The evolution of the protein structure of myelination in jawed vertebrates is fascinating in part because certain vertebrates (i.e., goldfish and zebrafish) have the capability to regenerate myelin. If we could figure out the protein changes underlying this divergence, we could perhaps express genes promoting the expression of these critical proteins in humans and replicate this ability. And even if that lofty goal is not realized, the study of the evolution of myelin protein may yield insight into demyelinating diseases such as multiple sclerosis and leukodystrophy. Of course, none of this is news to those of you who have read my essay on the evolution of myelin proteins in vertebrates!
One of the proteins that I didn’t include due to space constraints and lack of detailed research was peripheral myelin protein-22 (pmp-22). In the peripheral nervous system, this protein interacts with a receptor (the integrin alpha-6 beta-4 subunit) to improve adhesion between the myelin sheath and the basil lamina.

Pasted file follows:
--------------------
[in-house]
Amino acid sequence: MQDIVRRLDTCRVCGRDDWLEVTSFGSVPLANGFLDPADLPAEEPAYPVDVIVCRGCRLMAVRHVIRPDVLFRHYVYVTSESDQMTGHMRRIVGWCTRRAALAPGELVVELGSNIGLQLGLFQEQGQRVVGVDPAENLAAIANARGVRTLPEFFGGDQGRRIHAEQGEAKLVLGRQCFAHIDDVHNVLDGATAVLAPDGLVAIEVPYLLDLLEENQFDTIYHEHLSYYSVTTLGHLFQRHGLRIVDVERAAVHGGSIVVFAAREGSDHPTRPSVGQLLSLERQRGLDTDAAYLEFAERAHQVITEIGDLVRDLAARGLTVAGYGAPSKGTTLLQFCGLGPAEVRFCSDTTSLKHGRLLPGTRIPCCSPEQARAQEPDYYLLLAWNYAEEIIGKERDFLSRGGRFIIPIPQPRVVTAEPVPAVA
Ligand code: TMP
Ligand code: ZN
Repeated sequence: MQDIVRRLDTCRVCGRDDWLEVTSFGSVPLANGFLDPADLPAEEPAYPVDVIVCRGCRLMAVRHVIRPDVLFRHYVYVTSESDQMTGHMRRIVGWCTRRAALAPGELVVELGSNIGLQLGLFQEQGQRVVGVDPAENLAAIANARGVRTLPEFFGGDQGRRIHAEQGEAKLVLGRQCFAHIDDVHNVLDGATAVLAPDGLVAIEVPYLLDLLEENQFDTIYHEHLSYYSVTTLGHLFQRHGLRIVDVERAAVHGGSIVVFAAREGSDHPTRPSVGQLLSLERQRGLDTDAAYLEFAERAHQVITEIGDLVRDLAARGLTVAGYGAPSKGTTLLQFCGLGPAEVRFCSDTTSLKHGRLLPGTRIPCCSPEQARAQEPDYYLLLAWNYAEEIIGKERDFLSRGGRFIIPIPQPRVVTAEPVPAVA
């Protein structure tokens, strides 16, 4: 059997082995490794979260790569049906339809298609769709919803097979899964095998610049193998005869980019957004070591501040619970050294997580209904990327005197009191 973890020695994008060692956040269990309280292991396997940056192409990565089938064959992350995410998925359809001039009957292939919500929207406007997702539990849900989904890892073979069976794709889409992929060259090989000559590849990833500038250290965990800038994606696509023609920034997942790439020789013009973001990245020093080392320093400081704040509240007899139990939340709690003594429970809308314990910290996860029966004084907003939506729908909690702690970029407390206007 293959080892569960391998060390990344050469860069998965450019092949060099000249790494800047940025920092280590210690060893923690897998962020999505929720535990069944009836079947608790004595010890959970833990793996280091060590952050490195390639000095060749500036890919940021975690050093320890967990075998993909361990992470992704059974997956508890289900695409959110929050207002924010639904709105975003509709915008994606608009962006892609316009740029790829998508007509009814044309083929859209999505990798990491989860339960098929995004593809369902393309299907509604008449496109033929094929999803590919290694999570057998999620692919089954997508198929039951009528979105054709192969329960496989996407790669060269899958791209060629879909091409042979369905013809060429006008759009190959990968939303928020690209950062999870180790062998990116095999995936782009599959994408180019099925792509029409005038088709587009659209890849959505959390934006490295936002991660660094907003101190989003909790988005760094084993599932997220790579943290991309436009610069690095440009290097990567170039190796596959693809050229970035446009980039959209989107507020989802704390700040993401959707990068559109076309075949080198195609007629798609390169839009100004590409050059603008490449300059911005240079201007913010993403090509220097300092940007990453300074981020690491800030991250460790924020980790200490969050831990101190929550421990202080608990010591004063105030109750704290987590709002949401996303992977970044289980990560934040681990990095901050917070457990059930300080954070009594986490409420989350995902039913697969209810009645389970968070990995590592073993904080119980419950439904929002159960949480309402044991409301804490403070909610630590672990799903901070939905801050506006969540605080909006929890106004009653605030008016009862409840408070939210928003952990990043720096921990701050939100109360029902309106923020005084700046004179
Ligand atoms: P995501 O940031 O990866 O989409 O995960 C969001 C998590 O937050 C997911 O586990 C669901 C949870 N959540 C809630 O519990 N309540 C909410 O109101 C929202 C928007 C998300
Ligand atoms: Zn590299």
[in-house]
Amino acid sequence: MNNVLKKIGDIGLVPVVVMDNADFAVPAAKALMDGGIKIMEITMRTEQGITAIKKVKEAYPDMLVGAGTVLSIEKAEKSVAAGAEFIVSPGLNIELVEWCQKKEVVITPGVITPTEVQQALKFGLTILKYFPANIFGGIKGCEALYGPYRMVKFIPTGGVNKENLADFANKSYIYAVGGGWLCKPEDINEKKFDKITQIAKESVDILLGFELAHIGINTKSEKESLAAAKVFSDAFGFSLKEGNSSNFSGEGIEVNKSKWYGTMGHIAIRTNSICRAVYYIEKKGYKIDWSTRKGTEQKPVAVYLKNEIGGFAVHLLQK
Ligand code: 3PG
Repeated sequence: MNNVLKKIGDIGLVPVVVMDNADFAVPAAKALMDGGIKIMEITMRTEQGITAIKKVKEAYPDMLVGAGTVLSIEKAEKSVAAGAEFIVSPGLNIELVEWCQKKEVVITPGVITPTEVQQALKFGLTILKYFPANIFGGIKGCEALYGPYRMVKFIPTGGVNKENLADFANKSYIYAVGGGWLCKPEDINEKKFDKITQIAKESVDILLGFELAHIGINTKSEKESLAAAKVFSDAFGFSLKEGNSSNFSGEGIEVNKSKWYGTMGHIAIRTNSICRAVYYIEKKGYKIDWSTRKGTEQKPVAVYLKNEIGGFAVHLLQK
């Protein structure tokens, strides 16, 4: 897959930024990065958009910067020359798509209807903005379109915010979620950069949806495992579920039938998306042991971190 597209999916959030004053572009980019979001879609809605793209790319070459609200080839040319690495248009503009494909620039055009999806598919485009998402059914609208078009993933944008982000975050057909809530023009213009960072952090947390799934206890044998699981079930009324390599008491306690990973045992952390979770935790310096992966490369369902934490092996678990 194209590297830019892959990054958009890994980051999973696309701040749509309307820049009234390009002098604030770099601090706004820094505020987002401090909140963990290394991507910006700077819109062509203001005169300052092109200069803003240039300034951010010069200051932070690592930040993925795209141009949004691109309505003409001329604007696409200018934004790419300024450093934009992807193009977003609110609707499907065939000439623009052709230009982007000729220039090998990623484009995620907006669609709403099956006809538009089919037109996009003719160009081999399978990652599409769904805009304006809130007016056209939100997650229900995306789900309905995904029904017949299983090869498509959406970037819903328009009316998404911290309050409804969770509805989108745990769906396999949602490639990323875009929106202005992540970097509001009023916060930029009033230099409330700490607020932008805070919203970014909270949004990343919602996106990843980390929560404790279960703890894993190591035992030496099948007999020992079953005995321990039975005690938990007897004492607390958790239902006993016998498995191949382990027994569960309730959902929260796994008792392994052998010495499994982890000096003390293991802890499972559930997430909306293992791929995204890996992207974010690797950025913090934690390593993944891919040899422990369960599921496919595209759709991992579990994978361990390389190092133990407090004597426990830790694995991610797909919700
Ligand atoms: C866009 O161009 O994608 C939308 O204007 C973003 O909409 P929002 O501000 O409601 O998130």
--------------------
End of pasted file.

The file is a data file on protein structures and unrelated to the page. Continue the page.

Itou et al recently over-expressed this protein in medaka fish, with approximately 2-fold higher levels of transcription. These fish are relatively normal but have slightly diminished fitness due to diminished nerve conductance velocity and reduced ability to swim against the current. Moreover, the authors found that the sequences coding for pmp-22 have been well preserved throughout jawed vertebrates, even in non-coding motifs. This suggests that it is important to normal function and lowers the probability that differences in myelin phenotype will be due to changes in this protein.
Itou J, et al. 2009 Functional and comparative genomics analyses of pmp22 in medaka fish. BMC Neuroscience 10:60. doi:10.1186/1471-2202-10-60.